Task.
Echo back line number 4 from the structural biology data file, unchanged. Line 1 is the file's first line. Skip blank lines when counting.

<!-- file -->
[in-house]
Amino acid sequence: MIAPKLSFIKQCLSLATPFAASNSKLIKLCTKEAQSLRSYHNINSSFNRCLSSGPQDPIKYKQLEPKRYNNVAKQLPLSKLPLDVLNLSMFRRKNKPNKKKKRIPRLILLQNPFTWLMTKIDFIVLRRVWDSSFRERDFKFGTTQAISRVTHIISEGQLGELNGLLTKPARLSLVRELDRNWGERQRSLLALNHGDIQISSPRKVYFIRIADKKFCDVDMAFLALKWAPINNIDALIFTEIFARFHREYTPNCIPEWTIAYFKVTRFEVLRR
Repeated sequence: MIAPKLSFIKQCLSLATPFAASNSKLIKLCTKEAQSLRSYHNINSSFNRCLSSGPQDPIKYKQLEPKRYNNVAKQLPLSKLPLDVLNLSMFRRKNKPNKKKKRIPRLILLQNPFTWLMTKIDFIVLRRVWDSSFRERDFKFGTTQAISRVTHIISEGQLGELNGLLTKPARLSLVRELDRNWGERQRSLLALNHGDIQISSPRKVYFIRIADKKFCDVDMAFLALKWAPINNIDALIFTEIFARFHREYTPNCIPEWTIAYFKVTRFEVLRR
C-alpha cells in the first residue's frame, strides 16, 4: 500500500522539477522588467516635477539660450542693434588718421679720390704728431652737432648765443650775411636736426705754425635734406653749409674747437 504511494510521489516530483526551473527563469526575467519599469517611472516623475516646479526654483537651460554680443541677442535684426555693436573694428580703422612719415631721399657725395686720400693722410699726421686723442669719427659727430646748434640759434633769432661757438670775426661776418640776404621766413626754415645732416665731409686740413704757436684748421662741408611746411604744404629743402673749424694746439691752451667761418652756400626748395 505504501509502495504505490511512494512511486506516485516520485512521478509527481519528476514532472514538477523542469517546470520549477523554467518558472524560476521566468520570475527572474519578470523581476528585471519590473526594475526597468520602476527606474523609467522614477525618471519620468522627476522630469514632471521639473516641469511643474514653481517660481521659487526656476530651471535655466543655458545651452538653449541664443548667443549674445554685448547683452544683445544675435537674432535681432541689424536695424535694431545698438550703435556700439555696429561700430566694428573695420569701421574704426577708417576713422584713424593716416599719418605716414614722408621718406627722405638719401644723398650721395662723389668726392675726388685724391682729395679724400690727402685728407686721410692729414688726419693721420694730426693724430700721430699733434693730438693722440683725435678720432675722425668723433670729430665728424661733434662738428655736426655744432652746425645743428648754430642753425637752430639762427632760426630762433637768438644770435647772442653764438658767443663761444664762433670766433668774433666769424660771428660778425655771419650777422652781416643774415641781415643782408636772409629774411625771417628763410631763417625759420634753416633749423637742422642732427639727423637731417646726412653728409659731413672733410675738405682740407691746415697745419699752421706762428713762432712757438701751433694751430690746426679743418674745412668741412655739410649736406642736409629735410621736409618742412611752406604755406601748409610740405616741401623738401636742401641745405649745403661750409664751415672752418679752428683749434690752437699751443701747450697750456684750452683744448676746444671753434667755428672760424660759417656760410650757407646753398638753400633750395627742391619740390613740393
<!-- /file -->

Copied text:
C-alpha cells in the first residue's frame, strides 16, 4: 500500500522539477522588467516635477539660450542693434588718421679720390704728431652737432648765443650775411636736426705754425635734406653749409674747437 504511494510521489516530483526551473527563469526575467519599469517611472516623475516646479526654483537651460554680443541677442535684426555693436573694428580703422612719415631721399657725395686720400693722410699726421686723442669719427659727430646748434640759434633769432661757438670775426661776418640776404621766413626754415645732416665731409686740413704757436684748421662741408611746411604744404629743402673749424694746439691752451667761418652756400626748395 505504501509502495504505490511512494512511486506516485516520485512521478509527481519528476514532472514538477523542469517546470520549477523554467518558472524560476521566468520570475527572474519578470523581476528585471519590473526594475526597468520602476527606474523609467522614477525618471519620468522627476522630469514632471521639473516641469511643474514653481517660481521659487526656476530651471535655466543655458545651452538653449541664443548667443549674445554685448547683452544683445544675435537674432535681432541689424536695424535694431545698438550703435556700439555696429561700430566694428573695420569701421574704426577708417576713422584713424593716416599719418605716414614722408621718406627722405638719401644723398650721395662723389668726392675726388685724391682729395679724400690727402685728407686721410692729414688726419693721420694730426693724430700721430699733434693730438693722440683725435678720432675722425668723433670729430665728424661733434662738428655736426655744432652746425645743428648754430642753425637752430639762427632760426630762433637768438644770435647772442653764438658767443663761444664762433670766433668774433666769424660771428660778425655771419650777422652781416643774415641781415643782408636772409629774411625771417628763410631763417625759420634753416633749423637742422642732427639727423637731417646726412653728409659731413672733410675738405682740407691746415697745419699752421706762428713762432712757438701751433694751430690746426679743418674745412668741412655739410649736406642736409629735410621736409618742412611752406604755406601748409610740405616741401623738401636742401641745405649745403661750409664751415672752418679752428683749434690752437699751443701747450697750456684750452683744448676746444671753434667755428672760424660759417656760410650757407646753398638753400633750395627742391619740390613740393